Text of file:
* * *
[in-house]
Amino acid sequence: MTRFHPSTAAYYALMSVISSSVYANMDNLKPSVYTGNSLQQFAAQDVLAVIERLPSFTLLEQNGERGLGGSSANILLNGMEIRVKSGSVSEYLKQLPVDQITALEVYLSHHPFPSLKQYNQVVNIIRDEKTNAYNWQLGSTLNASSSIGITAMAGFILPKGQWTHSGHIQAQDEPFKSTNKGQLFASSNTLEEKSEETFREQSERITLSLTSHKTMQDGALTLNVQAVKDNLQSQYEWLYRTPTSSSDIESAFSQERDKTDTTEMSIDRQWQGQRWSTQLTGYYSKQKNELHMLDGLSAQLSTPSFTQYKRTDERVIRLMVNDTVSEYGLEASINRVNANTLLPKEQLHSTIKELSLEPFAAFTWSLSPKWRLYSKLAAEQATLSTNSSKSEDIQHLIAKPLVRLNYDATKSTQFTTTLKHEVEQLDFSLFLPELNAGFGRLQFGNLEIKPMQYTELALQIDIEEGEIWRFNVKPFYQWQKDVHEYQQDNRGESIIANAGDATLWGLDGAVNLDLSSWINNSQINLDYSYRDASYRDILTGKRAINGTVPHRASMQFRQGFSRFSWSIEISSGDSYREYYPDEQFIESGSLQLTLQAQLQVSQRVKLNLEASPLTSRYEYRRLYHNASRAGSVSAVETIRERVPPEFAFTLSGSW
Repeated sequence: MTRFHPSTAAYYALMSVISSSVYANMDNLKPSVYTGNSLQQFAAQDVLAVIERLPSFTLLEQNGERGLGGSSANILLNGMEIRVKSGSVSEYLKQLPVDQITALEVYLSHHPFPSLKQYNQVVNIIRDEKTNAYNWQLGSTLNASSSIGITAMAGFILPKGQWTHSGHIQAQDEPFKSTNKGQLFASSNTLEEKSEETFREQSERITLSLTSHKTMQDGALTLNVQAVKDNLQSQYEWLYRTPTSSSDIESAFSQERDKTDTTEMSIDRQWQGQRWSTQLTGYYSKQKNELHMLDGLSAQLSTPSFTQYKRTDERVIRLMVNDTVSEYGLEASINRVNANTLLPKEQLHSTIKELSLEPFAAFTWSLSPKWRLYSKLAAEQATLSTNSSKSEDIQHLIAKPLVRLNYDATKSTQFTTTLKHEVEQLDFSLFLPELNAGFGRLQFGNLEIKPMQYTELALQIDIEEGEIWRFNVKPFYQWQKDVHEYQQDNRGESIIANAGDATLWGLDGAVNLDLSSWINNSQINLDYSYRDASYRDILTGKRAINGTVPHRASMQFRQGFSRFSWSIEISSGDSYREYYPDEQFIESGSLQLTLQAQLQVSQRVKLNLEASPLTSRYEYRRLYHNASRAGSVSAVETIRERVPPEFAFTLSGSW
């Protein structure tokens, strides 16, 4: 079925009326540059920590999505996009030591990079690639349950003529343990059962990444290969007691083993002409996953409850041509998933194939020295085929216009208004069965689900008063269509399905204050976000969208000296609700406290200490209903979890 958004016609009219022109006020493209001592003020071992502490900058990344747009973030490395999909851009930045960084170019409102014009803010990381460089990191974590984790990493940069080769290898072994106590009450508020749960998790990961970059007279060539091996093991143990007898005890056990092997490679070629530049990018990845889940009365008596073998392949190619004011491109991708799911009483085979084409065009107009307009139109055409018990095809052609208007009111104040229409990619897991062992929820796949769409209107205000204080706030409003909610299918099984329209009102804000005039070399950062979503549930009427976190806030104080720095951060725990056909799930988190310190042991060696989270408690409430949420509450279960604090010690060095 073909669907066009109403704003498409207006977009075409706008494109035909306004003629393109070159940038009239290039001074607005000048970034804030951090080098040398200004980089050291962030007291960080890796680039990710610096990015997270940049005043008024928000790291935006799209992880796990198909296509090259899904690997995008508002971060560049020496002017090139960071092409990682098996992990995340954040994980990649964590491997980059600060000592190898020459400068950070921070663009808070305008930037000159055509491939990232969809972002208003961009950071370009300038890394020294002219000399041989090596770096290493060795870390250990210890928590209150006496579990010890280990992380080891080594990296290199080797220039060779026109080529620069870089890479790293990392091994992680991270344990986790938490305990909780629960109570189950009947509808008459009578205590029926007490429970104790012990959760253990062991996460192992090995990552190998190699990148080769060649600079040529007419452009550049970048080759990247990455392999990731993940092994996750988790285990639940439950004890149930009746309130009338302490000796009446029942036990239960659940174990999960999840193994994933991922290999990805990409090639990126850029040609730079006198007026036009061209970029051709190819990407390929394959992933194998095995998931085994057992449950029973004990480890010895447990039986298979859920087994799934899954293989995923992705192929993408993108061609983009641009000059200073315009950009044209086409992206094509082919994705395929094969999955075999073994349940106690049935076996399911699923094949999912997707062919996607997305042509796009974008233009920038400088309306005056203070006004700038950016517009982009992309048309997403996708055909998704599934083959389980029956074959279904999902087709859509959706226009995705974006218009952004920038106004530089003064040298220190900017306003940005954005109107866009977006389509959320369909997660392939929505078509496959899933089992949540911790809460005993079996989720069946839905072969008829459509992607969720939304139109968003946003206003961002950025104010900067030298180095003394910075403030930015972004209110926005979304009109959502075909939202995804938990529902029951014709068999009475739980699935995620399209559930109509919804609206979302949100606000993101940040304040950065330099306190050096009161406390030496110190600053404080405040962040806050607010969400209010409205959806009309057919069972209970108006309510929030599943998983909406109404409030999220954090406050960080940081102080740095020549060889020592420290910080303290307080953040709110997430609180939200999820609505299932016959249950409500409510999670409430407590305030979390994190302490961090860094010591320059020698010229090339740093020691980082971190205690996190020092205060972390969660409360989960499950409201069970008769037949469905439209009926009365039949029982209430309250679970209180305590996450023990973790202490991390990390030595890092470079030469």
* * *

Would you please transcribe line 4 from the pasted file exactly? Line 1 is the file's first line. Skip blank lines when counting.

């Protein structure tokens, strides 16, 4: 079925009326540059920590999505996009030591990079690639349950003529343990059962990444290969007691083993002409996953409850041509998933194939020295085929216009208004069965689900008063269509399905204050976000969208000296609700406290200490209903979890 958004016609009219022109006020493209001592003020071992502490900058990344747009973030490395999909851009930045960084170019409102014009803010990381460089990191974590984790990493940069080769290898072994106590009450508020749960998790990961970059007279060539091996093991143990007898005890056990092997490679070629530049990018990845889940009365008596073998392949190619004011491109991708799911009483085979084409065009107009307009139109055409018990095809052609208007009111104040229409990619897991062992929820796949769409209107205000204080706030409003909610299918099984329209009102804000005039070399950062979503549930009427976190806030104080720095951060725990056909799930988190310190042991060696989270408690409430949420509450279960604090010690060095 073909669907066009109403704003498409207006977009075409706008494109035909306004003629393109070159940038009239290039001074607005000048970034804030951090080098040398200004980089050291962030007291960080890796680039990710610096990015997270940049005043008024928000790291935006799209992880796990198909296509090259899904690997995008508002971060560049020496002017090139960071092409990682098996992990995340954040994980990649964590491997980059600060000592190898020459400068950070921070663009808070305008930037000159055509491939990232969809972002208003961009950071370009300038890394020294002219000399041989090596770096290493060795870390250990210890928590209150006496579990010890280990992380080891080594990296290199080797220039060779026109080529620069870089890479790293990392091994992680991270344990986790938490305990909780629960109570189950009947509808008459009578205590029926007490429970104790012990959760253990062991996460192992090995990552190998190699990148080769060649600079040529007419452009550049970048080759990247990455392999990731993940092994996750988790285990639940439950004890149930009746309130009338302490000796009446029942036990239960659940174990999960999840193994994933991922290999990805990409090639990126850029040609730079006198007026036009061209970029051709190819990407390929394959992933194998095995998931085994057992449950029973004990480890010895447990039986298979859920087994799934899954293989995923992705192929993408993108061609983009641009000059200073315009950009044209086409992206094509082919994705395929094969999955075999073994349940106690049935076996399911699923094949999912997707062919996607997305042509796009974008233009920038400088309306005056203070006004700038950016517009982009992309048309997403996708055909998704599934083959389980029956074959279904999902087709859509959706226009995705974006218009952004920038106004530089003064040298220190900017306003940005954005109107866009977006389509959320369909997660392939929505078509496959899933089992949540911790809460005993079996989720069946839905072969008829459509992607969720939304139109968003946003206003961002950025104010900067030298180095003394910075403030930015972004209110926005979304009109959502075909939202995804938990529902029951014709068999009475739980699935995620399209559930109509919804609206979302949100606000993101940040304040950065330099306190050096009161406390030496110190600053404080405040962040806050607010969400209010409205959806009309057919069972209970108006309510929030599943998983909406109404409030999220954090406050960080940081102080740095020549060889020592420290910080303290307080953040709110997430609180939200999820609505299932016959249950409500409510999670409430407590305030979390994190302490961090860094010591320059020698010229090339740093020691980082971190205690996190020092205060972390969660409360989960499950409201069970008769037949469905439209009926009365039949029982209430309250679970209180305590996450023990973790202490991390990390030595890092470079030469």